A shortcut to cancer prevention

To better understand and perhaps prevent cancers caused by multiple genetic mutations, Rice University researchers are building a theoretical framework.

New theory suggests mutations have few simple ways to establish themselves in cells and cause tumors

For many researchers, the road to cancer prevention is long and difficult, but a recent study by scientists at Rice University suggests there may be shortcuts.

A theoretical framework is being developed by Rice scientist Anatoly Kolomeisky, postdoctoral researcher Hamid Teimouri and research assistant Cade Spaulding that will explain how cancers caused by multiple genetic mutations could be more easily recognized and possibly prevented. .

Cade Spaulding, Anatoly Kolomeisky and Hamid Teimouri

A new paper from a lab at Rice University shows how to increase the chances of identifying cancer-causing mutations before tumors take hold. The authors are, from left, Cade Spaulding, Anatoly Kolomeisky and Hamid Teimouri. Credit: Rice University

It does this by detecting and ignoring transitional pathways that do not contribute significantly to fixing mutations in a cell that later becomes a tumor.

The study, which was published on May 13, 2022 in the Biophysical Review, details their analysis of the effective energy landscapes of cellular transformation pathways linked to a number of cancers. The ability to reduce the number of pathways to those most likely to initiate cancer could aid in the development of strategies to interrupt the process before it begins.

“In a sense, cancer is a bad luck story,” said Kolomeisky, a professor of chemistry and chemical and biomolecular engineering. “We think we can reduce the likelihood of this bad luck by looking for collections of low-probability mutations that typically lead to cancer. Depending on the type of cancer, this can vary between two mutations and 10.”

The calculation of the effective energies which govern the interactions in the biomolecular systems can help to anticipate their behavior. The theory is widely used to predict how a protein will fold based on the sequence of its constituent atoms and how they interact.

The Rice team applies the same idea to cancer initiation pathways that operate in cells but sometimes include mutations that go undetected by the body’s protections. When two or more of these mutations are fixed in a cell, they continue when cells divide and tumors develop.

Rice University algorithm

An algorithm developed at Rice University identifies and ignores transitional pathways that don’t contribute much to fixing mutations in a cell that goes on to establish a tumor. Credit: Hamid Teimouri/Rice University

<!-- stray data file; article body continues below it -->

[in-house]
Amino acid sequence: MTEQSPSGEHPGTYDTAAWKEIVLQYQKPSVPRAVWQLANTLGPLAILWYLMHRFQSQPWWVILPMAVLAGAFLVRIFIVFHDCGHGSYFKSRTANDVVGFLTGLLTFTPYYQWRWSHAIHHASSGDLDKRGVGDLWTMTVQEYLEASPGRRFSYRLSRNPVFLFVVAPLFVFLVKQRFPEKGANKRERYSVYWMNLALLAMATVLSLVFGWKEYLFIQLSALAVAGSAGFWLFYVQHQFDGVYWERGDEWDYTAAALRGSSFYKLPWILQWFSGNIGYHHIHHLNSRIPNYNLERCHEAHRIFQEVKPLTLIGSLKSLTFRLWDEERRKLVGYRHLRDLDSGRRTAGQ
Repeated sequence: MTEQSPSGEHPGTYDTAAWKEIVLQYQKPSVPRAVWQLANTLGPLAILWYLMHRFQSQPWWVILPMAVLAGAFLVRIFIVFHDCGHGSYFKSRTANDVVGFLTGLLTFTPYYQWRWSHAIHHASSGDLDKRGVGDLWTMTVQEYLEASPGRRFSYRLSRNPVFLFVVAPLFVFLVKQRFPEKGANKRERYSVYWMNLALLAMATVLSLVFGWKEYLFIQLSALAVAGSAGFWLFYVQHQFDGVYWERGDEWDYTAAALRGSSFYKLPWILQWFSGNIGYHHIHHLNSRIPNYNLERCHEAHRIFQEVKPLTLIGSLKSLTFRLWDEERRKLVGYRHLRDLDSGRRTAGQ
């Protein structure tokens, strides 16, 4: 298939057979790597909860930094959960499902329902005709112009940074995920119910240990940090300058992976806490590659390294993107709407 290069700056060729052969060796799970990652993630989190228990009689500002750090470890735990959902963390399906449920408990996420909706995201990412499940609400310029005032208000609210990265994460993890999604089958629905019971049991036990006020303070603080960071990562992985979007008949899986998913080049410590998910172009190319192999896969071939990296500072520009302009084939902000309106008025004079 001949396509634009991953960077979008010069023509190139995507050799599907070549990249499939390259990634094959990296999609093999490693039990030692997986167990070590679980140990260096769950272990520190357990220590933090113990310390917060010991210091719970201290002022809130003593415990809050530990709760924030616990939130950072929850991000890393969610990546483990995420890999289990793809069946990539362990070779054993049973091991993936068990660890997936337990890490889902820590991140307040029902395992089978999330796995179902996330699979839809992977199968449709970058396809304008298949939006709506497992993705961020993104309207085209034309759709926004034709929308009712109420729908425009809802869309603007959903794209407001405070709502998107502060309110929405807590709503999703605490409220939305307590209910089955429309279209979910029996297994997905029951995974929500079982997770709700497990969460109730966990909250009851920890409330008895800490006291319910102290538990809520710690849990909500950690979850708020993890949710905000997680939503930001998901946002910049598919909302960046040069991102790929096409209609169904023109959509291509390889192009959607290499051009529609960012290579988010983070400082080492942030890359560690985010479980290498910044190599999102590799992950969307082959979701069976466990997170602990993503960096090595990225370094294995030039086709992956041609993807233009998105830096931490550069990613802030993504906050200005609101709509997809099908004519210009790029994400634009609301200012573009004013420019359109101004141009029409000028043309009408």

According to their calculations, the odds favor the most dominant pathways, those that transport mutations while expending the least energy, Kolomeisky said.

“Instead of looking at all possible chemical reactions, we identify the few that we might need to look at,” he explained. “It seems to us that most of the tissues involved in the initiation of cancer try to be as homogeneous as possible. The rule is that a pathway that decreases heterogeneity will always be the fastest on the pathway to tumor formation.

The large number of possible pathways seems to make their reduction an insoluble problem. “But it turned out that using our chemical intuition and building an effective free-energy landscape helped us by allowing us to calculate where in the process a mutation is likely to attach itself in a cell,” Kolomeisky said.

The team simplified the calculations by initially focusing on pathways involving just two mutations that, once fixed, initiate a tumor. Kolomeisky said the mechanisms involving more mutations would complicate the calculations, but the procedure remains the same.

Much of the credit goes to Spaulding, who, under Teimouri’s guidance, created the algorithms that greatly simplify the calculations. The visiting research assistant was 12 when he first met Kolomeisky for advice. A graduate of a Houston high school two years earlier, he joined the Rice Lab last year at age 16 and will attend Trinity University in San Antonio this fall.

“Cade has exceptional ability in computer programming and in implementing sophisticated algorithms despite his very young age,” Kolomeisky said. “He offered the most efficient Monte Carlo simulations to test our theory, where the system size can involve up to a billion cells.”

Spaulding said the project brought together chemistry, physics and biology in a way that suited his interests, as well as his computer programming skills. “It was a good way to combine all branches of science and also programming, which I find most interesting,” he said.

The study follows a 2019 paper in which the Rice lab modeled stochastic (random) processes to understand why some cancer cells overcome the body’s defenses and trigger the spread of disease.

But understanding how these cells become cancerous in the first place could help avoid them on the cervix, Kolomeisky said. “This has implications for personalized medicine,” he said. “If a tissue test can detect mutations, our framework can tell you if you are likely to develop a tumor and if you need more frequent checkups. I think this powerful framework can be a prevention tool.

The Welch Foundation (C-1559), the National Science Foundation (1953453, 1941106), and the NSF-supported Center for Theoretical Biological Physics (2019745) supported the research.

Reference: “Optimal paths control fixation of multiple mutations during cancer initiation” by Hamid Teimouri, Cade Spaulding and Anatoly B. Kolomeisky, May 13, 2022, Biophysical Journal.
DOI: 10.1016/j.bpj.2022.05.011


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